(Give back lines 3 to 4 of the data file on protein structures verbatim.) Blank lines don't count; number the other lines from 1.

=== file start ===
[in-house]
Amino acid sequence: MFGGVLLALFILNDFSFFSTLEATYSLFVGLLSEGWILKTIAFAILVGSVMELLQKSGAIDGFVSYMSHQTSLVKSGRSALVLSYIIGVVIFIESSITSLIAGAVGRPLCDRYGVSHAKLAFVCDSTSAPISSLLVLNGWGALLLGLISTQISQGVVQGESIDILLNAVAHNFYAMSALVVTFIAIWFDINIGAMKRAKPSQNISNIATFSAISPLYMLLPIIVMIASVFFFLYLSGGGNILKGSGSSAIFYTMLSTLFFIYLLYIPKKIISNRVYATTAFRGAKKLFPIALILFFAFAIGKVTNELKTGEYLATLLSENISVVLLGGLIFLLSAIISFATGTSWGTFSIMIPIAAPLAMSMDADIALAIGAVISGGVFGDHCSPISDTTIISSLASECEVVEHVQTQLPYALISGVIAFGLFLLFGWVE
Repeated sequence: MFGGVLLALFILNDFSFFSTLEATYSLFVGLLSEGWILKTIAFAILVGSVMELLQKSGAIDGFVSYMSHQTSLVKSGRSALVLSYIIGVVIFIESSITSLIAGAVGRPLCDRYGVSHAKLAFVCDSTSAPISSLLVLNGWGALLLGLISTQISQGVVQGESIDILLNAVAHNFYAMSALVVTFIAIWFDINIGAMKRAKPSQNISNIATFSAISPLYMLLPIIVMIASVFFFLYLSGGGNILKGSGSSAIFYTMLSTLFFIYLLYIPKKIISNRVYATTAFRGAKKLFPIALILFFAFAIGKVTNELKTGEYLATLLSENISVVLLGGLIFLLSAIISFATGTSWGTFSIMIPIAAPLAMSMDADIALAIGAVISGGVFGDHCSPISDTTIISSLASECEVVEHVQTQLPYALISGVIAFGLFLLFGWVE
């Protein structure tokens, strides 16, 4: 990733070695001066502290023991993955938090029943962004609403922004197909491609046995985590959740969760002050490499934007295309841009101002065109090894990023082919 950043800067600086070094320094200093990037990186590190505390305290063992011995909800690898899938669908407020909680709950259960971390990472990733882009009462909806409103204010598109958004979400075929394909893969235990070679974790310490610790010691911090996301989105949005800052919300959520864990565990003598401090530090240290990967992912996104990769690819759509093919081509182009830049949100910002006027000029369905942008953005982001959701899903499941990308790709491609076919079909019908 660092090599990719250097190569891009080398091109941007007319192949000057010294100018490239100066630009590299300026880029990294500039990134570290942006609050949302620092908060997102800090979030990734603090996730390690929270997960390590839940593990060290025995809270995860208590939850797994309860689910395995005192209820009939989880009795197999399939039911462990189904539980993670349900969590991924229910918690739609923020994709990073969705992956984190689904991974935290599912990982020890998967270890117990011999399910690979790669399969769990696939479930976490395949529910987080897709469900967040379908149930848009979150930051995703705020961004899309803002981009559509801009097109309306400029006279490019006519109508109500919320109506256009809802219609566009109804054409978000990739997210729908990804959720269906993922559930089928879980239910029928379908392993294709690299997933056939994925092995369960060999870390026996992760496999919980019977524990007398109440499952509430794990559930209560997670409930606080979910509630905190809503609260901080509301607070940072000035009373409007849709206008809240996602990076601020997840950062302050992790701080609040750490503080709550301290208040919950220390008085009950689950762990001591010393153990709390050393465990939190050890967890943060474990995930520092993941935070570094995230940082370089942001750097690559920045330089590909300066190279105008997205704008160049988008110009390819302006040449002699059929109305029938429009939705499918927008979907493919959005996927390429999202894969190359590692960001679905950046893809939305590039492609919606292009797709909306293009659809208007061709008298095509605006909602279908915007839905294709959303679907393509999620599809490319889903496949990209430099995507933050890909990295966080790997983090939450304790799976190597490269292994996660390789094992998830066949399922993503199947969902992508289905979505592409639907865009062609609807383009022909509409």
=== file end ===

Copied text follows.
Repeated sequence: MFGGVLLALFILNDFSFFSTLEATYSLFVGLLSEGWILKTIAFAILVGSVMELLQKSGAIDGFVSYMSHQTSLVKSGRSALVLSYIIGVVIFIESSITSLIAGAVGRPLCDRYGVSHAKLAFVCDSTSAPISSLLVLNGWGALLLGLISTQISQGVVQGESIDILLNAVAHNFYAMSALVVTFIAIWFDINIGAMKRAKPSQNISNIATFSAISPLYMLLPIIVMIASVFFFLYLSGGGNILKGSGSSAIFYTMLSTLFFIYLLYIPKKIISNRVYATTAFRGAKKLFPIALILFFAFAIGKVTNELKTGEYLATLLSENISVVLLGGLIFLLSAIISFATGTSWGTFSIMIPIAAPLAMSMDADIALAIGAVISGGVFGDHCSPISDTTIISSLASECEVVEHVQTQLPYALISGVIAFGLFLLFGWVE
């Protein structure tokens, strides 16, 4: 990733070695001066502290023991993955938090029943962004609403922004197909491609046995985590959740969760002050490499934007295309841009101002065109090894990023082919 950043800067600086070094320094200093990037990186590190505390305290063992011995909800690898899938669908407020909680709950259960971390990472990733882009009462909806409103204010598109958004979400075929394909893969235990070679974790310490610790010691911090996301989105949005800052919300959520864990565990003598401090530090240290990967992912996104990769690819759509093919081509182009830049949100910002006027000029369905942008953005982001959701899903499941990308790709491609076919079909019908 660092090599990719250097190569891009080398091109941007007319192949000057010294100018490239100066630009590299300026880029990294500039990134570290942006609050949302620092908060997102800090979030990734603090996730390690929270997960390590839940593990060290025995809270995860208590939850797994309860689910395995005192209820009939989880009795197999399939039911462990189904539980993670349900969590991924229910918690739609923020994709990073969705992956984190689904991974935290599912990982020890998967270890117990011999399910690979790669399969769990696939479930976490395949529910987080897709469900967040379908149930848009979150930051995703705020961004899309803002981009559509801009097109309306400029006279490019006519109508109500919320109506256009809802219609566009109804054409978000990739997210729908990804959720269906993922559930089928879980239910029928379908392993294709690299997933056939994925092995369960060999870390026996992760496999919980019977524990007398109440499952509430794990559930209560997670409930606080979910509630905190809503609260901080509301607070940072000035009373409007849709206008809240996602990076601020997840950062302050992790701080609040750490503080709550301290208040919950220390008085009950689950762990001591010393153990709390050393465990939190050890967890943060474990995930520092993941935070570094995230940082370089942001750097690559920045330089590909300066190279105008997205704008160049988008110009390819302006040449002699059929109305029938429009939705499918927008979907493919959005996927390429999202894969190359590692960001679905950046893809939305590039492609919606292009797709909306293009659809208007061709008298095509605006909602279908915007839905294709959303679907393509999620599809490319889903496949990209430099995507933050890909990295966080790997983090939450304790799976190597490269292994996660390789094992998830066949399922993503199947969902992508289905979505592409639907865009062609609807383009022909509409």